That’s my guess is that would have been some welcome gift when you went to Homecoming.

It’s very nice. It’s got a water bottle, keychain.

If you had signed up for Homecoming, it sounds like you’ve got a little surprise in the mail. If you haven’t gotten it yet, we are sorry we ruined the surprise.

From what I’m seeing on Facebook and such, it sounds like they’re still arriving. If you haven’t got one, don’t despair. It’s probably on its way.

Wall Street Journal had an interesting article about connected fitness.

This is going to be a topic actually on our Tonal podcast, but I wanted to mention it because I’m used to all of the connected fitness starting with Peloton, but in this one, they were talking about this CAR.O.L Bike I’ve never even heard of. They didn’t even mention Peloton except to say you don’t want to get pushed too hard by Peloton. You should use this CAR.O.L Bike I’ve never heard of.

I think the reason it doesn’t push you as hard is because you can only use it at Christmas.

I thought that was interesting because this whole article is about AI, home fitness but the reason I think they could justify using this other bike is because Peloton is the originator of connected fitness within our new generation that we have going on. The reason that they went ahead and put this one out or talked about CAR.O.L is because it allows you to set your own resistance. They were comparing it in relation to Tonal, which sets your weights for you. They say that on this Bike, you get on the Bike and you take three rides on it and based on how hard you can push yourself on those rides, that’s how hard your classes will then be.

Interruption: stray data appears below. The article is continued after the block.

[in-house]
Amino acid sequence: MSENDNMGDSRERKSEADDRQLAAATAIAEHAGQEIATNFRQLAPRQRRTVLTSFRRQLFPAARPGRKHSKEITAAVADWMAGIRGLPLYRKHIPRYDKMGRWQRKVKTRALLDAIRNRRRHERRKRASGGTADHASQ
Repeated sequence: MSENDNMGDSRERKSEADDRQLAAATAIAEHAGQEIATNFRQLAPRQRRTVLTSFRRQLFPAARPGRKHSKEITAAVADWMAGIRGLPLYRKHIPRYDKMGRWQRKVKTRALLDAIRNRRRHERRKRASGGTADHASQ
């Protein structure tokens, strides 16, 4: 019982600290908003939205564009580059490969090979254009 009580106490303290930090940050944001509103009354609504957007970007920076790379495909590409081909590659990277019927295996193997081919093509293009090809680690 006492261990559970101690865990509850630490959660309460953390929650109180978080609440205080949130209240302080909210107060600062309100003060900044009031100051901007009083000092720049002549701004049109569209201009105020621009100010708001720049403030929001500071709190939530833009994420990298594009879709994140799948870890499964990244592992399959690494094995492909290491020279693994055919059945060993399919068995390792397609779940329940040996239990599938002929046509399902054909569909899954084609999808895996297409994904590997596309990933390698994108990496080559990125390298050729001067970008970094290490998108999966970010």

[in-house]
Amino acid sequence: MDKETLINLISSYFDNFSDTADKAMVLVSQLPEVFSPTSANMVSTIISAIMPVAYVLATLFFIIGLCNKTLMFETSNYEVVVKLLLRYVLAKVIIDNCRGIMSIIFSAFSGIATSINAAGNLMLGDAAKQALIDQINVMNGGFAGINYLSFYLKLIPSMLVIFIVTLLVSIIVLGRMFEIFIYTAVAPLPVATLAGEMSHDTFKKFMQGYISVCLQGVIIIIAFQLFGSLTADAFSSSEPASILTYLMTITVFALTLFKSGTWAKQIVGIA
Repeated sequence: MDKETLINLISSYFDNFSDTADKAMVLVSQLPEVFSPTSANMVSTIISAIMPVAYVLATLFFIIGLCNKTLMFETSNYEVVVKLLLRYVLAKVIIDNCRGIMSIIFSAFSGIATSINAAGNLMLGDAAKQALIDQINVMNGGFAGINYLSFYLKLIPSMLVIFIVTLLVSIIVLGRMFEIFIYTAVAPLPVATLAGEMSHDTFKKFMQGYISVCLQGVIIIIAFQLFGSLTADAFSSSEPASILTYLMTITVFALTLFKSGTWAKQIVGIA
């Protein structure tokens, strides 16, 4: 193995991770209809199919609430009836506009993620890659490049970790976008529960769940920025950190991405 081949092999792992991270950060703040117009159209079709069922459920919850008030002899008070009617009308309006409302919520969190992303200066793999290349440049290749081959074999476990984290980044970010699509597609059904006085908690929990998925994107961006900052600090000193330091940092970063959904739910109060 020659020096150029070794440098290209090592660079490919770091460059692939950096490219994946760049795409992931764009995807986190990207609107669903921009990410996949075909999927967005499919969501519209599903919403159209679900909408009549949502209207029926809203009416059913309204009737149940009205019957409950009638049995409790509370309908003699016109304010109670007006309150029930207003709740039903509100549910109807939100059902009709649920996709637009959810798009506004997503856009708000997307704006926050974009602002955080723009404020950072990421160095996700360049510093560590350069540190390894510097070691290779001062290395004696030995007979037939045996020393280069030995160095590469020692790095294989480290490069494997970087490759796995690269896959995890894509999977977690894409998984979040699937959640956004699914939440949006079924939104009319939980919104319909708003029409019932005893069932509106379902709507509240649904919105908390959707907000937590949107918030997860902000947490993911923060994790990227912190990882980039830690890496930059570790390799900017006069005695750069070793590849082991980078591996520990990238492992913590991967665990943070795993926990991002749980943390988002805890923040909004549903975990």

You’re saying that this Bike is more like Tonal in that regard. I don’t know. It seems like for the Bike, it doesn’t seem like it’s as.

It sounds lame and here’s why. It didn’t go on to say anything about like, are there live classes and they’re just adjusting your resistance? It sounded like, “You just exercise at an appropriate time and resistance for you based on how you did during these three rides.” I have not done any further research. Maybe there are live classes, maybe there’s a whole thing, I don’t know. It struck me as odd that the entire article took this different approach to it like, “This is better for you because it’s very specific to what you need.” I agree with that when it comes to strength. I’m not sure I agree with that when it comes to cardio because quite frankly, cardio is like you have to get your heart rate up to a certain level for it to be effective. It could be the same about anything that if you’re not pushing hard enough for the strength, then you’re only going to get out of what you put in, is what I’m trying to say. Whenever I ride the Peloton Bike, it’s like I’m all in all the time. I can’t imagine why do I need the Bike to tell me how hard I can make a resistance? I don’t understand. It’s turning a freaking knob.

It seems like that’s a lot easier of a thing to suss out on your own than it is for strength training.

For me, yeah.

Especially because for strength training, there are many different ways to lift the weights that it would just seem like it would be a lot to keep track of.